An endemic tree species found above 1,300m is laricio pine, which flourishes on high mountain slopes. Also at this altitude are hardy shrubs like hedgehog broom (erinacea anthyllis) and echinospartium boissieri, as well as savin and common junipers (juniperus sabina, j. communis), dog roses (rosa canina), the endemic milk vetch astralagus giennensis, genista lobelii, various species of sandwort (arenaria tetraquetra, a.armerina, a.alfacariensis), Spanish barberries (berberis hispanica) and a honeysuckle endemic to the Iberian peninsula that grows as a small tree (lonicera arborea).
Known locally as navas, the high valleys are covered with grasses and wildflowers, ideal fodder for the red deer that graze here. Some of the mountain tops are treeless, partly due to natural causes, but also because overgrazing has tipped the ecological balance in favour of low-growing shrubs rather than trees. Here, too, snowy mespilus and Montpellier maple flourish alongside heather and the rock rose helianthemum croceum.
Between 1,300m and 1,00m are maritime pines (pinus pinaster), with an undergrowth of terebinth (pistacia terebinthus), maples (acer granatense, a. monospessulanum), Phoenician juniper (juniperus phoenicea), prickly juniper (juniperus oxycedrus) and aromatic plants like lavender (lavandula latifolia), thyme (thymus zygis) and marjoram (thymus mastichina).
In the more humid areas at this altitude are maples, gall oaks (quercus faginea), yew (taxus baccata), St Lucie cherry trees (prunus mahaleb) and, between rocky, wet areas, box (buxus semprevivens). Hellebores and peonies also grow profusely in these conditions.
Below 1,000m are forests of Aleppo pines, which are interspersed with Kermes oak (quercus coccifera), lentisc (pistacia lentiscus), laurestinus (viburnum tinus) and rock roses. The damper areas have climbing plants like various species of honeysuckle (lonicera splendida, l. implexa) and clematis.
Along the banks of the streams are verdant tunnels of flowers, grasses, ferns and shrubs. Rivers are lined with reeds, rushes, poplars, ash trees, willows and climbing honeysuckle, clematis and brambles, an often dense vegetation that provides food and nesting sites for aquatic birds and small mammals like otters. At the Madera river east of Hornos is a dense forest of laricio pines, as well as the beeches, poplars, oaks and pine trees that line its banks.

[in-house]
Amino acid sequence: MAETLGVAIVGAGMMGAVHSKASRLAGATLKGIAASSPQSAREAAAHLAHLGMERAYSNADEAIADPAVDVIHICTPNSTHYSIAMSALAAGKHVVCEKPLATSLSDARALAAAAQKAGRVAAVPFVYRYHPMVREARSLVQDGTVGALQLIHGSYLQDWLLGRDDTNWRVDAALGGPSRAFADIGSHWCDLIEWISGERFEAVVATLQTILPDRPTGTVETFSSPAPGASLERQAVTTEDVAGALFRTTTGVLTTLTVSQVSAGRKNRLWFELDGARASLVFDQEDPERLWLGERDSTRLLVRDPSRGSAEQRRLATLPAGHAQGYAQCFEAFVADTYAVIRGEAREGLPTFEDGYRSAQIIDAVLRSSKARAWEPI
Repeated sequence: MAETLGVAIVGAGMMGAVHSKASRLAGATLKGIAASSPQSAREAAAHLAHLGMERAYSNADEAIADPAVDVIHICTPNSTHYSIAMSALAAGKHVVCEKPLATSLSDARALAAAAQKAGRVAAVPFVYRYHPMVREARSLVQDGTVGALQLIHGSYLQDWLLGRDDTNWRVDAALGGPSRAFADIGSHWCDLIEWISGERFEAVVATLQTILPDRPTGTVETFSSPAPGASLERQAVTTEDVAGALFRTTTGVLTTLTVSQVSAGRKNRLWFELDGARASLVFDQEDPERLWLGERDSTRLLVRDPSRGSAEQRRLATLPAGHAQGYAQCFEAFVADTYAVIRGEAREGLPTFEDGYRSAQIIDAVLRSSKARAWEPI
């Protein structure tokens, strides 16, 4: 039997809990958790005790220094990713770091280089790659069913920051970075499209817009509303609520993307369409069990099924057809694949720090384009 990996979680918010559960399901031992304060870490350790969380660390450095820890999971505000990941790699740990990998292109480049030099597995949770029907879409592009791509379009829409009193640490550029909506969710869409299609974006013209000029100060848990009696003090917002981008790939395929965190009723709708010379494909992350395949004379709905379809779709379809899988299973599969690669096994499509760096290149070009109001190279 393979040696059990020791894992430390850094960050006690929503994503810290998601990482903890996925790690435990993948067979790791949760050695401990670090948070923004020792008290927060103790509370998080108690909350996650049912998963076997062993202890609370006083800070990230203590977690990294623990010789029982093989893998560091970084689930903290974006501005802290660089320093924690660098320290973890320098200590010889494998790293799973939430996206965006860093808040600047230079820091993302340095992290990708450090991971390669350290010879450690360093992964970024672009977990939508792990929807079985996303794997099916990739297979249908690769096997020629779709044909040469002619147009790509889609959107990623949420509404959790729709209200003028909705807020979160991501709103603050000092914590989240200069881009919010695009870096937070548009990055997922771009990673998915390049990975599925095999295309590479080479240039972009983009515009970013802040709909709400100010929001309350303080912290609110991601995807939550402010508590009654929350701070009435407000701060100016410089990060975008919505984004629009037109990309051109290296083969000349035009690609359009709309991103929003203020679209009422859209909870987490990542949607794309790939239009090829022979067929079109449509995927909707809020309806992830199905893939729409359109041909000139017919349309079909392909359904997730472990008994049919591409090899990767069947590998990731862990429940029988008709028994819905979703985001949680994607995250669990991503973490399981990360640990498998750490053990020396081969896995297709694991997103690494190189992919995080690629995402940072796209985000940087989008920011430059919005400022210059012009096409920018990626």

Although one of the park's major attractions is its abundant and varied wildlife, human intervention has meant that some of the mammals that used to roam these mountains have disappeared from the region. Bears were the first to become extinct, in the 17th century, followed much later by wolves in the 1920s. Game species like deer and wild boar died out here in the 1950s, prompting the creation of a 70,000ha national hunting reserve in 1960, with the re-introduction of these together with the mouflon, a wild sheep with striking overlarge horns.On the highest rocky slopes are Spanish ibex.
Deer watching is easy. If you visit in September or early October you can observe the extraordinary spectacle of the berrea, when the stags stake out both their territorial claims and their harems. Tilting back their heads so that their antlers rest on their backs, they bay to the winds to attract any females within earshot. Sometimes their cry is answered by a challenge and there then follows fierce butting and crashing of antlers until the weaker male gives way.
The animals to be culled are picked very carefully and the effect is virtually that of an integral protected zone. The red deer and roe deer are not easily intimidated by the presence of human intruders. Their visibility varies, however, according to the season. During the summer, when the days get very hot, especially in the rocky and treeless areas, the animals come out only at night, so you may catch a glimpse of them in the evening or early dawn. In winter their habits change and with a reasonable amount of discretion you can come close to them before they run off.